Lakshya Unmanned Aerial Vehicle, India
Lakshya is a remotely piloted aerial vehicle designed and built by Aeronautical Development Establishment (ADE), a subsidiary of the Defence Research and Development Organization (DRDO), for the Indian Armed Forces.
A total of 23 Lakshya units are currently operational with Indian Defence Services.
A reconnaissance version of Lakshya is being built. It will be fitted with electro-optic cameras, digital onboard computers and Satcom datalink to carry out autonomous operations.
An advanced model called Lakshya-2 is also being developed by ADE. The variant can fly at very low altitudes ranging between 15m and 20m for testing guns and missiles.
It will be available in land recoverable and sea recoverable versions.
Lakshya unmanned aerial vehicle design
Lakshya is a reclaimable aerial target system designed to train gun and missile crews and air defence pilots in engaging targets.
It was designed to launch either from land or sea through a zero length launcher and be recovered by a dual stage parachute system.
Designed to be reused for 15 missions, the aircraft can spiflicate airborne incoming enemy targets.
Development of the Indian UAV
The development of Lakshya pilotless target aircraft (PTA) was proposed in 1976.
ADE conducted the feasibility study of the PTA to meet the demands of the Indian Armed Forces.
The Indian Ministry of Defence devised an inter service qualitative requirement (ISQR) common to all three forces, including the Indian Air Force (IAF), Indian Navy and Indian Army in January 1977.
The Indian government approved $3.8m to ADE in September 1980 to design and manufacture the Lakshya. It also sanctioned $1m to Hindustan Aeronautics Limited (HAL) in September 1980 to build an indigenous turbojet engine (PTAE-7) for the PTA.
The maiden flight of the Lakshya took place in 1985. Four Lakshya prototypes incorporated with microturbo TRI-60-5 engines were rolled out between December 1985 and July 1986 for flight trials. The first two trials were successful but the remaining two failed.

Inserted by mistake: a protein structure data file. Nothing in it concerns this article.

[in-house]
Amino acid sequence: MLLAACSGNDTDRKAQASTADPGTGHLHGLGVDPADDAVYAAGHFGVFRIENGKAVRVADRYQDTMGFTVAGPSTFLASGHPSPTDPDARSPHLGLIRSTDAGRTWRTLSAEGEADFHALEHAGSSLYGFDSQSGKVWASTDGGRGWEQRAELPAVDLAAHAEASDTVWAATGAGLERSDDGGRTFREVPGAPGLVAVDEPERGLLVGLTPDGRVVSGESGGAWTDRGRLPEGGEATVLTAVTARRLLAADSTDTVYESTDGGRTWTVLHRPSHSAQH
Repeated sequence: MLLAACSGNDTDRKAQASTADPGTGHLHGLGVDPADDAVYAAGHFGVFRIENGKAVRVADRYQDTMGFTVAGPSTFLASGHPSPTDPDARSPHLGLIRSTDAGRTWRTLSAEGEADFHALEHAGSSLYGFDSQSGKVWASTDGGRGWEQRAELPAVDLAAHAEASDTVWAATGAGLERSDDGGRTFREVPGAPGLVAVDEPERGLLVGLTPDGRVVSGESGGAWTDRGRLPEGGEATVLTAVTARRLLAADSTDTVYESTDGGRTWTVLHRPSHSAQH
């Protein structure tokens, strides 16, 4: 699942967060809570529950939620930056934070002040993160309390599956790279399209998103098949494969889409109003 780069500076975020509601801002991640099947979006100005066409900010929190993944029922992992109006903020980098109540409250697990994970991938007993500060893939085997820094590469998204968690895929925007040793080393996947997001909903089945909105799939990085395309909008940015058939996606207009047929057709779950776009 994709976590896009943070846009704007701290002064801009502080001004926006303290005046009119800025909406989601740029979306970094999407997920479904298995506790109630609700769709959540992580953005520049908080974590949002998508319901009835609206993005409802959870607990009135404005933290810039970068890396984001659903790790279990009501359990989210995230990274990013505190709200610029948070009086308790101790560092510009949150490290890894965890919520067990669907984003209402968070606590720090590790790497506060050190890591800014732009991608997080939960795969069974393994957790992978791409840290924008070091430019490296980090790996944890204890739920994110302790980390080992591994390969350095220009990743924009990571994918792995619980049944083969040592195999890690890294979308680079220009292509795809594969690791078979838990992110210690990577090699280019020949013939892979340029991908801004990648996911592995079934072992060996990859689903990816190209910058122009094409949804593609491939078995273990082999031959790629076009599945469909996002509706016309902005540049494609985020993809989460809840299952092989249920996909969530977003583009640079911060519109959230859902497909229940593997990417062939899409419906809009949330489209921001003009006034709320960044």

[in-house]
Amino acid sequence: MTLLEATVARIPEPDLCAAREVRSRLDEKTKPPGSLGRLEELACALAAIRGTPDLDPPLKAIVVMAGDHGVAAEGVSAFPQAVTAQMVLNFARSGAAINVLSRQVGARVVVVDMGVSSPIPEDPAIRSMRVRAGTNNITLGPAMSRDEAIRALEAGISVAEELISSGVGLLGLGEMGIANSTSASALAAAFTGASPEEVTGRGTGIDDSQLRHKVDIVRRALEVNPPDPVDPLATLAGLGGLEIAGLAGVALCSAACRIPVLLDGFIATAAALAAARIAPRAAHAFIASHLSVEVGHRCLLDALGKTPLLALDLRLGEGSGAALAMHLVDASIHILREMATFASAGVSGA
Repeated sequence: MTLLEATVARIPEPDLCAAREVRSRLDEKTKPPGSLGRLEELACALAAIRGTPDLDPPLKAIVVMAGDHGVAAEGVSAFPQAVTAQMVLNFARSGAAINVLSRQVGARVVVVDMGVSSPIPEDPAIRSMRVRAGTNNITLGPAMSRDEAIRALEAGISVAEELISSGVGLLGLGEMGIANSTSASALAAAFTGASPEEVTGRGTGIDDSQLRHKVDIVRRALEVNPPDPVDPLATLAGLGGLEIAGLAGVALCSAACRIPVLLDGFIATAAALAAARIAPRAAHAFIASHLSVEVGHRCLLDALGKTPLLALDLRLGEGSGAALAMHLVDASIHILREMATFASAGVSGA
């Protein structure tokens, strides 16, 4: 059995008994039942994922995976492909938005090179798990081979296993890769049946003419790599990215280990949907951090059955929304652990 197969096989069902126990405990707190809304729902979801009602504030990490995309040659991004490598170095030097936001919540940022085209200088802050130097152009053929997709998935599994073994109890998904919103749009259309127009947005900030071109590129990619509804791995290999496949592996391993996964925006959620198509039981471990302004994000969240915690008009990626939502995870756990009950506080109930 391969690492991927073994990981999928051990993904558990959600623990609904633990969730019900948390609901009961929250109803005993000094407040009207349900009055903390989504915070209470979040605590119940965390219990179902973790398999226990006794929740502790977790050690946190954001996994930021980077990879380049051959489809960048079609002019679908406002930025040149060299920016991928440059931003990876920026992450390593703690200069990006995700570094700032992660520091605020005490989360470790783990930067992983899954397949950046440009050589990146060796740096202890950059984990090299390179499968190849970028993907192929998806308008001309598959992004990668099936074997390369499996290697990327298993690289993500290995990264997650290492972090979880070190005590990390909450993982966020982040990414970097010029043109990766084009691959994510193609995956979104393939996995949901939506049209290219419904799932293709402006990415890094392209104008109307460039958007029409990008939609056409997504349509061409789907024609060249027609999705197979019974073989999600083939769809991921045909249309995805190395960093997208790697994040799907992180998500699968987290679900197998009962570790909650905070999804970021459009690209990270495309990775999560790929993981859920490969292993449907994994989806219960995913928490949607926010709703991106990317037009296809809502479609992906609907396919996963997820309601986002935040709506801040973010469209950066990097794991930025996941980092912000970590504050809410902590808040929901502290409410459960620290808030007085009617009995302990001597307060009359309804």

Of 18 PTA prototypes produced by ADE by June 1994, ten were lost in testing phases during 1985-1990. The development of Lakshya was officially completed in June 1994 at a cost of $4.9m.
The first trial of the PTAE-7 engine was successful in January 2001. ADE piloted the modern version of the Lakshya fitted with PTAE-7 engine from ITR, Chandipur, in May 2002.
The development of an advanced reconnaissance version of Lakshya was officially unveiled in July 2003. Flight trials of the version were held in April 2003.
The maiden flight test of Lakshya-2 took place in December 2010.
Orders and deliveries of DRDO's Lakshya UAV
ADE delivered the first six Lakshya units to IAF in 1998. The PTAs entered service in November 2000 at the interim test range (ITR), Chandipur.
The Lakshya was operational with the IAF and Indian Navy by April 2002. A total of 25 Lakshya UAVs were ordered by the Indian Armed Forces in November 2002.
VK Atre, scientific advisor to the Defence Minister, announced in March 2002 that Israel was willing to purchase Lakshya PTA. The flight trials of the aircraft built for Israel were carried out in November 2002.
The Lakshya features a breakable nose cone, air target imitator, infra-red sensor and synthetic aperture radar.
It is equipped with a target towing unit under wing pylons to train crews of anti-aircraft guns and missiles.
A JATO rocket booster weighing 145kg is installed to enable smooth take-off.
Avionics onboard the Lakshya UAV
The avionics suite installed in the Lakshya includes flight control electronics (FCE), electro-mechanical actuators, vertical gyro, acoustic miss distance indicator (AMDI) and CW doppler. The AMDI measures the miss distance of projectiles and assesses performance and proficiency of the artillery crew.
Engines, thrust and power
The Lakshya is powered by a single PTAE-7 turbojet engine rated at 3.7kN of thrust. The engine is designed and manufactured by HAL in Bangalore. It features a four stage transonic axial flow compressor, single stage turbine, an annular flow combustion chamber, digital electronic fuel control system and 16 fuel flow burners.
The length and diameter of the engine are 1.27m and 0.33m respectively. The dry weight is 65kg.
Ground control station
The Lakshya can be controlled from the ground control station (GCS) through pre-programmed hardware and software systems.
The GCS and telemetry station operates the vehicle and aids in real time data acquisition.
Each GCS can operate five drones simultaneously.
It renders mission planning and simulator facilities to plan, validate and execute the vehicle's missions.
The commands can be transmitted from the GCS to the vehicle by telecommand system at UHF or L-band frequency.
Performance and speed
The Lakshya can climb at the rate of 25m/s. The maximum speed of the aircraft is 857km/h. The range and service ceiling are 150km and 9,000m respectively.
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